Final Report: This is a completed project for the Washington Grape & Wine Research Program
Project Title: Assessing Smoke Taint Risk Based on the Composition of Smoke Exposed Grape Berries and the Resulting Wines
PI Name: Thomas Collins, PhD
CO-PI Name: Markus Keller, PhD
Cooperator Name: Jim Harbertson, PhD
(Dr. Harbertson’s team made the wines from the smoke taint trial, following agreed upon winemaking practices.)
The exposure of vineyards to smoke from wildfires can result in wines which are described as smoke tainted or smoke affected. Affected wines exhibit off-aromas described as medicinal, smoked salmon, cold ash and similar, while descriptors of the aftertaste of affected wines include smoky and ashy, along with increased harshness in the finish (Parker, et al. 2012; Whiting and Krstic, 2007) Evaluations of forestry and other wildland management practices as well as climatic conditions suggest that wildfire outbreaks will continue to occur in close proximity to areas of viticultural importance and may be expect to increase in intensity as well (Westerling, et al. 2006). As smoke affected wines at best require additional processing to ameliorate the effects and in many cases, cannot be used even with additional processing (Fudge, et al. 2011; Fudge et al. 2012), methods for the assessment of the risk associated with smoke exposure for the resulting wines are needed. The proposed research will address that need by the deliberate exposure of research vineyards to smoke of similar intensity and duration as seen in recent wildfire episodes in Washington, along with the analysis of the chemical composition of the smoke exposed fruit and the wines made from that fruit. An evaluation of winemaking practices including minimization of skin contact and the use of enzymatic hydrolysis and reverse osmosis (RO) for smoke taint reduction will be an integral part of the proposed research. This proposal addresses the industry priority for smoke taint analysis and removal through careful characterization of both the affected fruit and the resulting wines.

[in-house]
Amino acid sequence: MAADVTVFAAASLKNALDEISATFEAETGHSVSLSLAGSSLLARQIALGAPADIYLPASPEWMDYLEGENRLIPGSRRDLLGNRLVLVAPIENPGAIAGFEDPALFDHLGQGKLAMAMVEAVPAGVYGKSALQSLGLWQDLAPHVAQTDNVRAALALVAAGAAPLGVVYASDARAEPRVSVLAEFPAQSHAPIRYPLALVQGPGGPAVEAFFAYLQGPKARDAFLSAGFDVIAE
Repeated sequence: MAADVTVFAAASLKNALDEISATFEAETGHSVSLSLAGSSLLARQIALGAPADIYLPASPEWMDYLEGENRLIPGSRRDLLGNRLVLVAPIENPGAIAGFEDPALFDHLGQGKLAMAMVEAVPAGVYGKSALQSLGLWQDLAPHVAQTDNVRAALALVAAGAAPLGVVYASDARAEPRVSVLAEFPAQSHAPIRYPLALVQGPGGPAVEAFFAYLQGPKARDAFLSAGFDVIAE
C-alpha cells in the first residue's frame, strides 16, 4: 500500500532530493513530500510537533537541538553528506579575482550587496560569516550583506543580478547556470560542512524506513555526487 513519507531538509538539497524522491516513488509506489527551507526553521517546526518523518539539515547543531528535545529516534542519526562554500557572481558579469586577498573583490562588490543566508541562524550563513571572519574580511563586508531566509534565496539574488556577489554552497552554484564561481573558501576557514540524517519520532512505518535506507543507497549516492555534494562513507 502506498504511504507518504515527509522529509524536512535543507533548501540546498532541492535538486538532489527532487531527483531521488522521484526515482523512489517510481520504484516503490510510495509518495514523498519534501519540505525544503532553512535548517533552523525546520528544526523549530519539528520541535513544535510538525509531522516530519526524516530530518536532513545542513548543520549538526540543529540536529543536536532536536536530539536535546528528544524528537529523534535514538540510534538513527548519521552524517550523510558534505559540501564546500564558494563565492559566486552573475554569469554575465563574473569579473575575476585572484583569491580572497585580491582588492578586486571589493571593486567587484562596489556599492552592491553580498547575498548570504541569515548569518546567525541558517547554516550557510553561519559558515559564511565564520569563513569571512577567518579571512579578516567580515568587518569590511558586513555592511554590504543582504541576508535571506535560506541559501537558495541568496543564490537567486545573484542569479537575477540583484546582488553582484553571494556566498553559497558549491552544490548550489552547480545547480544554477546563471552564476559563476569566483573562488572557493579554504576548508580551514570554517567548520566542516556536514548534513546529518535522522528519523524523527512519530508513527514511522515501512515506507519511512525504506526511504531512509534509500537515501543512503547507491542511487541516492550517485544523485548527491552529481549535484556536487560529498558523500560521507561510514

Project Major Accomplishments:
The primary objectives for the first year of this study were as follows:
- Develop the methodology for the application of moderate levels of smoke over extended (2-10 day) periods.
- Analyze grape leaves and fruit for the presence of free and bound smoke related compounds in grapevines exposed to smoke in Objective 1.
- Monitor the extraction of smoke taint related compounds and their glycosides during and following the fermentation of fruit from grapevines exposed to smoke in Objective 1.
- Treat a subset of the smoke affected wines using reverse osmosis to reduce the concentration of smoke taint relate compounds and their glycosides. Monitor the treated wines for the release of glycosidically bound smoke taint related compounds post-treatment.
Read more by downloading the full report above.